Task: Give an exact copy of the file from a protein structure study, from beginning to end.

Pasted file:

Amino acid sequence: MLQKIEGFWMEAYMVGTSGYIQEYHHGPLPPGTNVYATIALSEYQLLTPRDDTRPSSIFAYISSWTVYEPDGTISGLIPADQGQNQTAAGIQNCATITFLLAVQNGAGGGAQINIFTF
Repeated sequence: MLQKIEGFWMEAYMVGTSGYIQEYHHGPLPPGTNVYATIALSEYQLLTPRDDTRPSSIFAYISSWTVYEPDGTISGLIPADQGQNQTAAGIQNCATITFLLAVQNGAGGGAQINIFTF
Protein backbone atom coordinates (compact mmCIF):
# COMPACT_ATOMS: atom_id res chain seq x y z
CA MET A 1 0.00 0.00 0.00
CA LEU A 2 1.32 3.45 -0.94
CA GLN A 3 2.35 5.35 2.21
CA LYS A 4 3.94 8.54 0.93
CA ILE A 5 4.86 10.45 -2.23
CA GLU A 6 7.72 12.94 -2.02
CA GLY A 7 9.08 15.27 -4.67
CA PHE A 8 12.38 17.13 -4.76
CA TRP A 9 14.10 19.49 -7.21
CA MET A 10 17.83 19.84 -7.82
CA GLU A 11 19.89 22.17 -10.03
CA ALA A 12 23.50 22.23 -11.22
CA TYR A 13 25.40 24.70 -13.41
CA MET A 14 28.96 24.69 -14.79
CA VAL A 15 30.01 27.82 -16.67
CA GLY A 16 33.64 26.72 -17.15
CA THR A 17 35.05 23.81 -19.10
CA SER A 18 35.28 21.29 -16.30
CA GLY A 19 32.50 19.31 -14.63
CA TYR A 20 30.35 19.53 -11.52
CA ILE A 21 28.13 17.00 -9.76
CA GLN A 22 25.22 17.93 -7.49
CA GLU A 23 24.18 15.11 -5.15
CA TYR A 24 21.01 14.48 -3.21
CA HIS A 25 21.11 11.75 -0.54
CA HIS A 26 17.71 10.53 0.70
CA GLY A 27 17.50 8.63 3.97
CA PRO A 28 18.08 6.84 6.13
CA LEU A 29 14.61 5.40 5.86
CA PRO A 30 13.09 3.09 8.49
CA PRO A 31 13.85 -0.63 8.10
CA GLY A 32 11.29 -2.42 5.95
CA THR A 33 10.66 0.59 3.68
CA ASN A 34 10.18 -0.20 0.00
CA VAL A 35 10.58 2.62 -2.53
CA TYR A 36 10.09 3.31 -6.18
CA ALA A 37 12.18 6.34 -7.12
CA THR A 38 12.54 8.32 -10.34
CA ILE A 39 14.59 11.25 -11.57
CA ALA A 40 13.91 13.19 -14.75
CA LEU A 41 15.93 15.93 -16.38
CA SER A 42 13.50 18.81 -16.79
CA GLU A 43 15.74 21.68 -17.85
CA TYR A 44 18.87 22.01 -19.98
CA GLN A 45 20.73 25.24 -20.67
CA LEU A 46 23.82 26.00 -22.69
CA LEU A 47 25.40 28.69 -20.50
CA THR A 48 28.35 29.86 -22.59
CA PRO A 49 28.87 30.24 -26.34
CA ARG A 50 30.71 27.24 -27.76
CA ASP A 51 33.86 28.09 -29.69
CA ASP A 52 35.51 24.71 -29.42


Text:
Amino acid sequence: MLQKIEGFWMEAYMVGTSGYIQEYHHGPLPPGTNVYATIALSEYQLLTPRDDTRPSSIFAYISSWTVYEPDGTISGLIPADQGQNQTAAGIQNCATITFLLAVQNGAGGGAQINIFTF
Repeated sequence: MLQKIEGFWMEAYMVGTSGYIQEYHHGPLPPGTNVYATIALSEYQLLTPRDDTRPSSIFAYISSWTVYEPDGTISGLIPADQGQNQTAAGIQNCATITFLLAVQNGAGGGAQINIFTF
Protein backbone atom coordinates (compact mmCIF):
# COMPACT_ATOMS: atom_id res chain seq x y z
CA MET A 1 0.00 0.00 0.00
CA LEU A 2 1.32 3.45 -0.94
CA GLN A 3 2.35 5.35 2.21
CA LYS A 4 3.94 8.54 0.93
CA ILE A 5 4.86 10.45 -2.23
CA GLU A 6 7.72 12.94 -2.02
CA GLY A 7 9.08 15.27 -4.67
CA PHE A 8 12.38 17.13 -4.76
CA TRP A 9 14.10 19.49 -7.21
CA MET A 10 17.83 19.84 -7.82
CA GLU A 11 19.89 22.17 -10.03
CA ALA A 12 23.50 22.23 -11.22
CA TYR A 13 25.40 24.70 -13.41
CA MET A 14 28.96 24.69 -14.79
CA VAL A 15 30.01 27.82 -16.67
CA GLY A 16 33.64 26.72 -17.15
CA THR A 17 35.05 23.81 -19.10
CA SER A 18 35.28 21.29 -16.30
CA GLY A 19 32.50 19.31 -14.63
CA TYR A 20 30.35 19.53 -11.52
CA ILE A 21 28.13 17.00 -9.76
CA GLN A 22 25.22 17.93 -7.49
CA GLU A 23 24.18 15.11 -5.15
CA TYR A 24 21.01 14.48 -3.21
CA HIS A 25 21.11 11.75 -0.54
CA HIS A 26 17.71 10.53 0.70
CA GLY A 27 17.50 8.63 3.97
CA PRO A 28 18.08 6.84 6.13
CA LEU A 29 14.61 5.40 5.86
CA PRO A 30 13.09 3.09 8.49
CA PRO A 31 13.85 -0.63 8.10
CA GLY A 32 11.29 -2.42 5.95
CA THR A 33 10.66 0.59 3.68
CA ASN A 34 10.18 -0.20 0.00
CA VAL A 35 10.58 2.62 -2.53
CA TYR A 36 10.09 3.31 -6.18
CA ALA A 37 12.18 6.34 -7.12
CA THR A 38 12.54 8.32 -10.34
CA ILE A 39 14.59 11.25 -11.57
CA ALA A 40 13.91 13.19 -14.75
CA LEU A 41 15.93 15.93 -16.38
CA SER A 42 13.50 18.81 -16.79
CA GLU A 43 15.74 21.68 -17.85
CA TYR A 44 18.87 22.01 -19.98
CA GLN A 45 20.73 25.24 -20.67
CA LEU A 46 23.82 26.00 -22.69
CA LEU A 47 25.40 28.69 -20.50
CA THR A 48 28.35 29.86 -22.59
CA PRO A 49 28.87 30.24 -26.34
CA ARG A 50 30.71 27.24 -27.76
CA ASP A 51 33.86 28.09 -29.69
CA ASP A 52 35.51 24.71 -29.42